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Because John Proctor himself disdains hypocrisy, so much that he has even exposed that of others, he is greatly disturbed by the claims of Abigail Williams and the other girls that certain witches in town cast spells upon them. When his wife Elizabeth is among those accused of casting such "fits" upon the girls who were caught frolicking without their clothes in the forest, John feels compelled to defend his wife no matter what the cost is to his own reputation. He, therefore, brings Mary Warren, one of the girls who made the false accusations of witchcraft against the women; Mary admits that she and the others merely faked their fits. However, when the girls are summoned, led by Abigail they deny these charges. So, in a final attempt to defend Elizabeth, his wife, and discredit the vindictive Abigail, John Proctor confesses his sin of adultery committed with Abigail in order to explain her motives in discrediting Elizabeth who has fired her after learning about the affair. He admits to lechery because Abigail is only seventeen and he is a mature man.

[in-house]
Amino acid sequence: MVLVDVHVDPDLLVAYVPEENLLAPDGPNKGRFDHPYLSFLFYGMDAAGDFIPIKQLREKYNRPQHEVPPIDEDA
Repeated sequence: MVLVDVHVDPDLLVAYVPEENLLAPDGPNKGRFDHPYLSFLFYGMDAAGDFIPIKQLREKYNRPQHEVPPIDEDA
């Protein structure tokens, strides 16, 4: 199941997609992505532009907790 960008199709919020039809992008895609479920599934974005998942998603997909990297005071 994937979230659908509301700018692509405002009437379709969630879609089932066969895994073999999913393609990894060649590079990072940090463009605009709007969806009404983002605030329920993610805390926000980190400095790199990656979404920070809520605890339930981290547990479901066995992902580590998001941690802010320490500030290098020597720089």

A man may think God sleeps, but God sees everything, I know it now. I beg you, sir, I beg you—see her what she is. . . . She thinks to dance with me on my wife’s grave! And well she might, for I thought of her softly. God help me, I lusted, and there is a promise in such sweat. But it is a whore’s vengeance. . . .
In this scene, the climax of Arthur Miller's play, John Proctor realizes that the witch trials are merely Abigail's attempt to avenge herself against him for ending their affair. He has been reluctant to make this confession which sullies his good reputation, but his sense of what is right and his love for his innocent wife supersede his sense of self-preservation. So, he confesses to his sin of lechery in order to save Elizabeth.
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